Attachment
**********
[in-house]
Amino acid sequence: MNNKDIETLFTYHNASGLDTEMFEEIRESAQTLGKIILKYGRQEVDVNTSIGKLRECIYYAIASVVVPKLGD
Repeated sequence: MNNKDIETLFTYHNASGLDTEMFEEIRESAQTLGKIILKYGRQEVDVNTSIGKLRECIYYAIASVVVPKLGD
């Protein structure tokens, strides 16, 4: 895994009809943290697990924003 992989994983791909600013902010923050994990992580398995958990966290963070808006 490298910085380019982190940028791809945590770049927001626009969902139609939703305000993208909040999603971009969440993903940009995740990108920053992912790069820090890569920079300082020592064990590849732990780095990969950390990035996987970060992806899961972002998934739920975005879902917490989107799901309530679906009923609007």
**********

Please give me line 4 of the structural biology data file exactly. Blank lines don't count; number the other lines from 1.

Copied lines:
């Protein structure tokens, strides 16, 4: 895994009809943290697990924003 992989994983791909600013902010923050994990992580398995958990966290963070808006 490298910085380019982190940028791809945590770049927001626009969902139609939703305000993208909040999603971009969440993903940009995740990108920053992912790069820090890569920079300082020592064990590849732990780095990969950390990035996987970060992806899961972002998934739920975005879902917490989107799901309530679906009923609007």